Sun, 10 Dec 1995 20:09:05 GMT  
 Why Dynamic Typing?


          Why do you like dynamic typing?

   It makes debugging much easier.

Why?  Implementations of statically-typed languages can do type
reconstruction (at the cost of some run-time overhead).
Implementations of statically-typed languages can also support a
reasonable model of code modification.

                                        mike



Sun, 10 Dec 1995 17:43:54 GMT  
 Why Dynamic Typing?


   >Why do you like dynamic typing?
   >         mike

   Because it adds to the expressive power of a language.
   Any type constraint that depends on a run-time value
   (for a *trivial* example consider an array bounds check)
   cannot be expressed in a statically typed language, but
   in a dynamically typed language its simple.

I am happy to have my array bounds (and that I don't overflow, divide
by zero, etc.) checked at runtime.  This is, of course, not an
argument against static typing.  It is an argument for some sort of
run-time checking (I'm not sure I want to call it typing.)  At first
consideration, I see no reason that this could not be incorporated
into a statically-typed language.  It exists now if you're willing to
accept just implementing it as part of an ADT as an instance of this.
If not, would constaints as part of type declarations in an otherwise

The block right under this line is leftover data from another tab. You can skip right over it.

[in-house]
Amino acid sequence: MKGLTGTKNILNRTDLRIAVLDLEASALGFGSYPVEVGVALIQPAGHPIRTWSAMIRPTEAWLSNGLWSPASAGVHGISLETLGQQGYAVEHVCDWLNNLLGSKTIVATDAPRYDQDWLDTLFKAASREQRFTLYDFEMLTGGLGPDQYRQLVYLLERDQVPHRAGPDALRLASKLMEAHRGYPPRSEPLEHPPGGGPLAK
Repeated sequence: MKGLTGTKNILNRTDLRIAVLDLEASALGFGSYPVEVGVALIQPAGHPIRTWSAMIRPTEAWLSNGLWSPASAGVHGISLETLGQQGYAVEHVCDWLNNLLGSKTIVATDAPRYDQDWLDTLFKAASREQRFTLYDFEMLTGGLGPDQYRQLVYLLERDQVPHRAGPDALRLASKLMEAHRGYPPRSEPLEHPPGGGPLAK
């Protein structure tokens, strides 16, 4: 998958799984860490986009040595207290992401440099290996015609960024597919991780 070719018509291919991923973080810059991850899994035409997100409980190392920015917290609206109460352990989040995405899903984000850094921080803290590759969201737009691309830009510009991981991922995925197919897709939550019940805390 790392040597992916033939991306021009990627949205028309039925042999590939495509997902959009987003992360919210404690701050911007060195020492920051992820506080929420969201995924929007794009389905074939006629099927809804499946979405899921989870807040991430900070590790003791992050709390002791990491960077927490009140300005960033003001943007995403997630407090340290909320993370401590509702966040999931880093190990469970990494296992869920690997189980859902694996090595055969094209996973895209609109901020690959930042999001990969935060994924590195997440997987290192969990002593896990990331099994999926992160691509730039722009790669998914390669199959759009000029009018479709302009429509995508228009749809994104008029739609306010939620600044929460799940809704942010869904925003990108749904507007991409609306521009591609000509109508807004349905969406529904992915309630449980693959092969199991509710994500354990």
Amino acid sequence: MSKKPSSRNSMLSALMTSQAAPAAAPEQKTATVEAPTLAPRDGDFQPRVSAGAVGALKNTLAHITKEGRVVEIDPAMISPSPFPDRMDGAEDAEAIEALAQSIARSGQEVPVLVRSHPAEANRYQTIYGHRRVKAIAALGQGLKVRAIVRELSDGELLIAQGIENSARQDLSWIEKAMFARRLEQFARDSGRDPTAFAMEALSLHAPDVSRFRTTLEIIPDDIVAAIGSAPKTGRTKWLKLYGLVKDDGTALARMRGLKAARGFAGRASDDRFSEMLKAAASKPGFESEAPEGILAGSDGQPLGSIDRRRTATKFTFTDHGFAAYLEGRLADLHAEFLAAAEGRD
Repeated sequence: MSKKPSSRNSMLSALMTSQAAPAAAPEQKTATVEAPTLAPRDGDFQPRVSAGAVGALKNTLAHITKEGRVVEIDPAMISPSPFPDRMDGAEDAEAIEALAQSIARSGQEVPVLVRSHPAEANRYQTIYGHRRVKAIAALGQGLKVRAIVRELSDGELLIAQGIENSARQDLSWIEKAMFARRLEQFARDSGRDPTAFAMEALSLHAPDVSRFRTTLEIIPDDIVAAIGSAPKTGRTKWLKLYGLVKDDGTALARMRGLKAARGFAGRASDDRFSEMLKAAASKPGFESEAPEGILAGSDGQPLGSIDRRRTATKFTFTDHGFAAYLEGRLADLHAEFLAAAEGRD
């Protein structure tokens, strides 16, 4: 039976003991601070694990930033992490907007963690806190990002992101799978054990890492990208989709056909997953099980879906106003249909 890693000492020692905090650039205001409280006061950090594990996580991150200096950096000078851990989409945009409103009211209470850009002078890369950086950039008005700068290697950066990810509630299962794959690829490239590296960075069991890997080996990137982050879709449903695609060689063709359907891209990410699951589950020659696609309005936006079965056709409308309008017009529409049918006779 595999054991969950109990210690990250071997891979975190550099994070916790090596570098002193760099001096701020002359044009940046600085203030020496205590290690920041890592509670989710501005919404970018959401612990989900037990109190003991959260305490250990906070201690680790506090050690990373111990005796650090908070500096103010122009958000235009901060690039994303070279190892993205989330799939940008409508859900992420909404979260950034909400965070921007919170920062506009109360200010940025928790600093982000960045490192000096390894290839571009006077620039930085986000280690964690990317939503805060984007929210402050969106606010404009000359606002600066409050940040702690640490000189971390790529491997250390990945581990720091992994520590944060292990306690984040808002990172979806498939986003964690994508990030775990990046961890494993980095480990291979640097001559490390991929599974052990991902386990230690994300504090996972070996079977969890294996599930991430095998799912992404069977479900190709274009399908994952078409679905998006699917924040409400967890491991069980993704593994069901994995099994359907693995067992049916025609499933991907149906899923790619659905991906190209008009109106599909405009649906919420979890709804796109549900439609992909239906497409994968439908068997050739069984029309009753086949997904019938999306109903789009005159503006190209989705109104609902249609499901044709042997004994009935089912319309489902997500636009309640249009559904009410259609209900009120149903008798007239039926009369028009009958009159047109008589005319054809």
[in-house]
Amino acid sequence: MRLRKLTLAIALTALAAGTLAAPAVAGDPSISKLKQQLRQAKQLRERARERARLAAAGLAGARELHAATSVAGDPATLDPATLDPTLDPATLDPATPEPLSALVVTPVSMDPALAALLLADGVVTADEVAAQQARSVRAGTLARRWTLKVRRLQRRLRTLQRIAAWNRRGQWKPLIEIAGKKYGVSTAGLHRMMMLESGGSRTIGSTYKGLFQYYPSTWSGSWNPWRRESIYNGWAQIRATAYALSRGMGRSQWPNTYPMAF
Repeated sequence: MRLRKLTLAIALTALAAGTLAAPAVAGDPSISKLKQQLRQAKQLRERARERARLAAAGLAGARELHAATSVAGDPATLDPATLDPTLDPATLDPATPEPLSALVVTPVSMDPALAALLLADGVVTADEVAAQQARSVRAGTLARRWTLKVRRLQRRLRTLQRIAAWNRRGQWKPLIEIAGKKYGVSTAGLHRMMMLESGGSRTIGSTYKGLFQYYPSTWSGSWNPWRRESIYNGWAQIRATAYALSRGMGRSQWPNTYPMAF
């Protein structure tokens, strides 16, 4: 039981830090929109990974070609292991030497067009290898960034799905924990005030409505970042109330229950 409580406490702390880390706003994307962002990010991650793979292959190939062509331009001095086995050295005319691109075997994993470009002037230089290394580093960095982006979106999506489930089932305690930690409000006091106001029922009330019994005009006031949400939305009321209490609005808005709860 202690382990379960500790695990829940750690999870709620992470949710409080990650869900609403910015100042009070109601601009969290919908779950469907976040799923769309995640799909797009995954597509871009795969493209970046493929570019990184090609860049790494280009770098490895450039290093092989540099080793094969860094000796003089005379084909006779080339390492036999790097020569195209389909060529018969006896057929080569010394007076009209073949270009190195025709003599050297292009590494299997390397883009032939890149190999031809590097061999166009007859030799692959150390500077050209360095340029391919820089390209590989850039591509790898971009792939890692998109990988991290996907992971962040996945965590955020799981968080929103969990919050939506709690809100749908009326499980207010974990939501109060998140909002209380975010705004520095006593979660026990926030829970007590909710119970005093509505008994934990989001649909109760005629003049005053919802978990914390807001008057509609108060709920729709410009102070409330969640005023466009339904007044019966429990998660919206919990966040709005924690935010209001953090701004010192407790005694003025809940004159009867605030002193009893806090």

statically-typed language be enough?  If not, why?

                                mike



Sun, 10 Dec 1995 17:58:45 GMT  
 Why Dynamic Typing?
Because it lets me stop worrying about how fast my program
will be, thus letting me concentrate on getting it done.
--

Lance Norskog

Data is not information is not knowledge is not wisdom.



Mon, 11 Dec 1995 03:01:51 GMT  
 Why Dynamic Typing?
Because with Dynamo Typing I get those wonderful zizzy sparks
when I type, whereas with Static Typing I just get that icky hissing.
--

Lance Norskog

Data is not information is not knowledge is not wisdom.



Mon, 11 Dec 1995 03:02:49 GMT  
 Why Dynamic Typing?

   Because it lets me stop worrying about how fast my program
   will be, thus letting me concentrate on getting it done.
   --

I never worry about fast my program will be when I program in Haskell
(actually Gofer).

                                mike            



Sun, 10 Dec 1995 21:25:15 GMT  
 Why Dynamic Typing?

   (Harley Davis) writes:

   (Michial Gunter) writes:

             Why do you like dynamic typing?

      It makes debugging much easier.

   Why?  Implementations of statically-typed languages can do type
   reconstruction (at the cost of some run-time overhead).
   Implementations of statically-typed languages can also support a